For me, the joy of being a painter and draftsman is to translate the 3 dimensional world around you into two dimensions, the selection of what to focus on, include, accent or ignore. Making something 2d out of something already flat I find to be much less personally gratifying and engaging, and the camera’s instantaneous nature makes it own selection of what information to focus on. During Stapleton Kearns’ talk last week at the studio, he said something along the lines of “learning to paint from a photo is like trying to learn to swim on the sofa”. That said, people that are already trained very well in observing the natural world around them can make deft use of photography.
Some of Zorn’s etchings with the reference images
Here is the larger point I want to make-
To me, this ‘studio photography talk’ is a distraction from a much larger issue- that the camera’s aesthetic has permeated representational painting in general, through our dedication to the photographic image as truth. I know many painters who refuse to use photos in their work, that will publicly denounce working from photography, but their work retains a ‘look’ which is ostensibly photographic, as if they’re using their own bodies like a camera. I don’t think there is anything negative in their wish to render as if they had used a photograph– just that they are striving for a realism that is one and the same with the way the camera sees. Conversely, I know painters who use photos for each of their projects, going so far as to trace them rather than drawing them out by hand- but their final painting retains a look that is painterly and non-photographic.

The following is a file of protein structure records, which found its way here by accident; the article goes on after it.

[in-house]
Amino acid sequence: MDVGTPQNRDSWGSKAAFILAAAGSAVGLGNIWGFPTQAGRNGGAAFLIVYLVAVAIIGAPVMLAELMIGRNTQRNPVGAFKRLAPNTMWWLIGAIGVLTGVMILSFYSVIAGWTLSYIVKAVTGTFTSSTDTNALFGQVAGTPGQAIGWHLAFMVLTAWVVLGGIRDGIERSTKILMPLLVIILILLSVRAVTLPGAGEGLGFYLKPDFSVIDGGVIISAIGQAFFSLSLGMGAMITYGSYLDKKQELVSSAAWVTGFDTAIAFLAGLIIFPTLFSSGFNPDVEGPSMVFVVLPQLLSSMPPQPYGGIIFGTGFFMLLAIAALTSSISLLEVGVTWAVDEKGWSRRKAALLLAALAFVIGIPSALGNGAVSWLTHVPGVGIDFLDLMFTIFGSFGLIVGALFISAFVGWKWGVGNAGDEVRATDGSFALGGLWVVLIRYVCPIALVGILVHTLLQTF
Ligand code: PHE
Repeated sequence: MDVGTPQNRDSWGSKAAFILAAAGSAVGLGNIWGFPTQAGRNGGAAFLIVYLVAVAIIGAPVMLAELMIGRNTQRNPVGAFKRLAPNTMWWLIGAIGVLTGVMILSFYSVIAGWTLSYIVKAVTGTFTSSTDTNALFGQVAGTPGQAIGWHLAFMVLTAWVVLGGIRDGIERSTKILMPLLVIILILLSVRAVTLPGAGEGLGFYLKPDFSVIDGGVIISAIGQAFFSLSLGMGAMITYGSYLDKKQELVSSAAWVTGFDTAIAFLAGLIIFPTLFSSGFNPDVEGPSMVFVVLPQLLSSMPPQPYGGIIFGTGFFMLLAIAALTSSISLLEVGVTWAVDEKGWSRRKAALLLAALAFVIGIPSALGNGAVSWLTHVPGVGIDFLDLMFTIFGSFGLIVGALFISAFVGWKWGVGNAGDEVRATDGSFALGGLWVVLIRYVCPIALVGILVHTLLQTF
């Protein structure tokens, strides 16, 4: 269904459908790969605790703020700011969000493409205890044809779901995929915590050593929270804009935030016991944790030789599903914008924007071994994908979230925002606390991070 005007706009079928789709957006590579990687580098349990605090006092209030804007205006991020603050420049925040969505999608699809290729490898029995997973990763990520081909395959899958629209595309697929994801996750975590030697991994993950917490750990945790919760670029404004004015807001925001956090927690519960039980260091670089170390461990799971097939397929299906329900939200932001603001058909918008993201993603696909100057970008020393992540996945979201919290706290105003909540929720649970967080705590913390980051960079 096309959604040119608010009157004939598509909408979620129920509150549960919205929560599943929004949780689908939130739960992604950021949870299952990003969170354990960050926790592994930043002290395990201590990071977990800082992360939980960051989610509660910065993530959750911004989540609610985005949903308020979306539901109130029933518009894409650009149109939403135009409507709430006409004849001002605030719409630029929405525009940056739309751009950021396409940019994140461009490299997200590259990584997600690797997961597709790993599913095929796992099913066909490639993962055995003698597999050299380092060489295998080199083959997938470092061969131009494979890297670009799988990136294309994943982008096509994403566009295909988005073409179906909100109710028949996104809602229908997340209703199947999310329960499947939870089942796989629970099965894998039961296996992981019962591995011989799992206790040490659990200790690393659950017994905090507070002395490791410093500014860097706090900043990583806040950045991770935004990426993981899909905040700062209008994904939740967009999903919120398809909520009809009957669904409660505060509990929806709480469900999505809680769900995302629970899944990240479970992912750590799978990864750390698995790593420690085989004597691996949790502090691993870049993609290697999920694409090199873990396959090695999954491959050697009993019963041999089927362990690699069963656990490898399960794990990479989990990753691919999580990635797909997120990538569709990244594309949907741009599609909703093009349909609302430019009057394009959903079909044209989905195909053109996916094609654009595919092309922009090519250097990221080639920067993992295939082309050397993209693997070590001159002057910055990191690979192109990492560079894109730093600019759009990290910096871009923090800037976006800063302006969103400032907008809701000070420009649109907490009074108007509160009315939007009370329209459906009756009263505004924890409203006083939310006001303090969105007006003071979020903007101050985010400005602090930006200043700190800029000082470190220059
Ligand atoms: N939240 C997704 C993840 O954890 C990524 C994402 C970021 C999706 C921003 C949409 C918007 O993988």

The unintended consequence of the ubiquity of the photograph as ‘truth’ is that viewer and artist now often want the image to look just as real from up close as from far away…because of this, there are optical effects in paint that are nearly lost in today’s painting. You see less broken color, less thick/opaque/transparent paint contrasts, less brushwork that looks mad and abstract from up close (but absolutely glowing real from 15 feet away).